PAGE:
Dierks Bentley Was Reluctant To Make Riser Film
"My job as a songwriter is to capture my life and transfer it onto an album," he said from the stage last night (Feb. 24) during the New York City premiere of Dierks Bentley: Riser. "The more personal you get, the more country fans can relate to it."
"The film was really uncomfortable, but in a good way," Bentley admitted to Radio.com during an interview after the screening. He explained that while he had "final say" as to what showed up on screen, it was also important to "respect [the] art" of the filmmakers and keep some uncomfortable moments intact.
"It's a new medium for me," he said of the film, and "it's hard for me to watch without alcohol." His fans, though, "will love it," he said. "I wouldn't have any of this without them, so that's what I tell myself as I'm watching it. That's how I make it through."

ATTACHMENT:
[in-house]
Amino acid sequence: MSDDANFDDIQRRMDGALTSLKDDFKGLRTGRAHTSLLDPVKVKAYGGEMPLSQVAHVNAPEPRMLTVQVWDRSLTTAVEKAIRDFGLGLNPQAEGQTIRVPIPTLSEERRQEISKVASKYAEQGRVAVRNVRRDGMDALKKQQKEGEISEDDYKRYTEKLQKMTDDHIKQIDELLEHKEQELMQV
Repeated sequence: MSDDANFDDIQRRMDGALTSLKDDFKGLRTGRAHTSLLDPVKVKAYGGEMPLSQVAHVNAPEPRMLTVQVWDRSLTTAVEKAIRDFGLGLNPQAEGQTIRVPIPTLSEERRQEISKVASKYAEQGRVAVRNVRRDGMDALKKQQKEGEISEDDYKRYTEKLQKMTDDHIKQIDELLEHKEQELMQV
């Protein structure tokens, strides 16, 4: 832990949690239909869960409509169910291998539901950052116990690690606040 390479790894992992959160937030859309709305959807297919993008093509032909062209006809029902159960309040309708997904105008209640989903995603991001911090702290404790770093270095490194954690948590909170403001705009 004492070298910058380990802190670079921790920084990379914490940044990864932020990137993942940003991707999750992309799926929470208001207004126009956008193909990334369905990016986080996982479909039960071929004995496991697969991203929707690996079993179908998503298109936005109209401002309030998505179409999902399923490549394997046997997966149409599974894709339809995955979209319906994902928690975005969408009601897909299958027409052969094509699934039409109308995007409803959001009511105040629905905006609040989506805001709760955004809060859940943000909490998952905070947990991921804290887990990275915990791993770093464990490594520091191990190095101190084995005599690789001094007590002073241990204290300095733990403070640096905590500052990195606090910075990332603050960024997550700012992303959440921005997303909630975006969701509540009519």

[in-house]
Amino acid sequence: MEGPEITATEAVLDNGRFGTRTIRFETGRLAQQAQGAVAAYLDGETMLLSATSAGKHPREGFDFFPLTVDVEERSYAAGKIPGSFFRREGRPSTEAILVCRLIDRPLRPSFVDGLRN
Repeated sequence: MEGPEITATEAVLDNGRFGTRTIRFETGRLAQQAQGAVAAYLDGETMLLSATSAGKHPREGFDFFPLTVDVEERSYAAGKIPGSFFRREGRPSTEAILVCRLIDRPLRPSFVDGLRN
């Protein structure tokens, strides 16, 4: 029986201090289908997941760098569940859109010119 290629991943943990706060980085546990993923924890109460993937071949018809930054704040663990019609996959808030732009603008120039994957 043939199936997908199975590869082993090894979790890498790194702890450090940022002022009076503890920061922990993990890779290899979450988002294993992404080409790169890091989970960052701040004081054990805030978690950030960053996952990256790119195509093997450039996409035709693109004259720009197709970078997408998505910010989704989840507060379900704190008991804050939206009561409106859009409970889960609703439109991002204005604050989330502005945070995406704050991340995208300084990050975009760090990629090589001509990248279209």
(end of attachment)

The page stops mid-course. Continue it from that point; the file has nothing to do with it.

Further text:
Dierks Bentley: Riser is an intimate look at Bentley's life over the past two years, from the 2012 death of his dad - a man he calls his "biggest influence and hero" - to the birth of his son late last year. Cameras followed Bentley around in his studio and at his home during this time; this was coupled with personal iPhone footage Bentley shot himself, documenting such topics as the hours leading up to his son's birth and a typical day in his life.
Set to the backdrop of the songs on his new album Riser (released Tuesday, Feb. 25), the film tells the story behind many of the songs. Bentley's current single "I Hold On," for instance, was the first song he wrote after his father's death. As he looked at his old pickup truck that he and his dad had driven to Nashville years ago, he was thinking of how he holds onto things that have meaning to him. more on this story
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